Recently, the prestige and caliber of modern day YA has once again been cast in spotlights. Although it's been a recurring debate as of late, this Wall Street Journal articles has further thrown fuel on the fire. Numerous blog posts and twitter hashtags resulted (notably, #YAsaves & #YAkills). Now, a ton of great stuff has been said - the majority of it supportive of YA - so I'm not going to rehash that too much. I would, however, like to further propose a few points for discussion (and really, feel free to pop your opinions down below as comments).
First off, the age bracket of YA. The general acceptance seems to be the 14-18 range, solidly, although usually the span is greater, ranging from 12-20. Now, let's take note of the fact that this is indeed a wide range of ages, especially since it encompasses the onset of puberty and the transition into "adulthood". But let's also keep in mind the fact that everybody develops at a different rate, age is just a number, yada yada. As cliche as it may sound, it is also undeniably true that yes, a lot of 12-year-olds haven't had the same life experience as someone who's say, 30. But it is also likewise true that there are countless 16-year-olds out there with a much greater amount of maturity in their possession as someone who's say, 40. Furthermore, young adults aren't the only ones reading YA. Older adults aren't the only ones writing YA. And really, any decently written, worthwhile book should be able to transcend the superficial labels of age anyway.
The article by Meghan Cox Gurdon has already been hotly debated with numerous examples of how #YAsaves and counterexamples of dark fiction published in previous generations. To quote, " And then she proceeds to provide the example of The Marbury Lens by Andrew Smith. Now, correct me if I'm wrong, but The Marbury Lens is not contemporary YA. Let's compare apples with apples and oranges with oranges, shall we? If we look at John Wyndham's The Chrysalids or Ayn Rand's Anthem, fiction that contains sci-fi or dystopian or fantasy or paranormal elements in general tend to be darker than straight-up contemporary. YA contemporary of which there is an abundance of light-hearted, fun, easy-going reads, regardless, in addition to those that deal with the heavier material.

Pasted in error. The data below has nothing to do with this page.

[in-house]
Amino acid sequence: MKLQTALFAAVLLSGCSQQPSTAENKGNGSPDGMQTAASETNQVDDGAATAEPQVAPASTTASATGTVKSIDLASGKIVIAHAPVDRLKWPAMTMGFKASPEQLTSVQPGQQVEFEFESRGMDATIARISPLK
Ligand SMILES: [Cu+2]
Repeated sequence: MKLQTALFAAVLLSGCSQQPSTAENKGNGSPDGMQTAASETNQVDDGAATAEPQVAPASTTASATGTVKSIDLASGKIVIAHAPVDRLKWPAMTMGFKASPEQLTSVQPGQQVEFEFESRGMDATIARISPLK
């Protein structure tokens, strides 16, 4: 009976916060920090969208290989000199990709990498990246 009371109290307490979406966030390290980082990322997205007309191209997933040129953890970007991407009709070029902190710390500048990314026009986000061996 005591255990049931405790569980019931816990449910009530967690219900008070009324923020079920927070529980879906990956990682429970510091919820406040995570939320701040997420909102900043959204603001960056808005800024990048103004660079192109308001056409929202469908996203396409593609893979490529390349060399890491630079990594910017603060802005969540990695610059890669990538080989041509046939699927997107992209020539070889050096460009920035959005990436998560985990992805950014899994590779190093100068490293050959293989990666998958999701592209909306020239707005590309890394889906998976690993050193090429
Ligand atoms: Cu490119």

There seems to be a fair amount of First World naiveity going on here as well. When we look at the rest of the world, the brutality, the mutilation, the terror, the torture, the horrors of daily life... Things far worse than what's depicted in today's YA literature exists out there, occurs out there, and will continue to occur out there if it's ignored. Considering that the 'young adults' of today are the leaders of tomorrow, isn't it of absolute importance that these youth are exposed to the realities of the world so that we, homo sapiens, as a collective species, are able to acknowledge our flaws and our brutality so that we are able to take steps to ameliorate and eradicate said negativity?
Do we really want to spawn a generation whose biggest concern is whether the whale appears on Twitter, a generation who rages at being unable to access Facebook at school, a generation who dwells in ignorance of the atrocities that occur in the world? Let's take a famous example here, Harry Potter. Now, isn't it a valid point that Lord Voldemort, the Horcruxes, separating his soul through homicide, etc. etc. is comparably "dark" to those themes mentioned in Gurdon's article? And yet... we haven't seen anything on the news lately about any young adults attempting to split their soul through murder - shocker!
Judy Blume has published books as recently as 2008 - three years ago. Pretty sure that was the same generation as this current one, which would make... Judy Blume the Judy Blume of our generation, yeah?
And onto Katie Roiphe's article - in the Wall Street Journal Business section, no less - from two years ago today. The insult parade gets a head start with the title: "It Was, Like, All Dark and Stormy". Well, if that isn't a huge generalization about supposed "teen-speak". But most importantly, in the 'Corrections & Amplifications' section, the writer herself acknowledges: "Also, in the novel "Hunger Games," one teenager of each sex from each district competes in a competition to the death. Previously, the essay incorrectly said one teenager from each district competed." First off, the title of the book is The Hunger Games. Secondly, considering that the fact that both Peeta & Katniss are from the same district is such a key aspect of the novel - and the double tributes are such a dominant motif throughout - it would've been picked up by even a scanner-reader. Which begs the question, did Ms. Roiphe even read the novel before making judgements and trying to incorporate it as evidence?
Wall Street Journal, I can't say I'm not a little disappointed. Once, fine, maybe it was one article gone awry. But twice? And practically on the two year anniversary of the first? Really, really?
Maybe it's time to take a page out of npr's book on this topic.
What're your thoughts on this whole issue?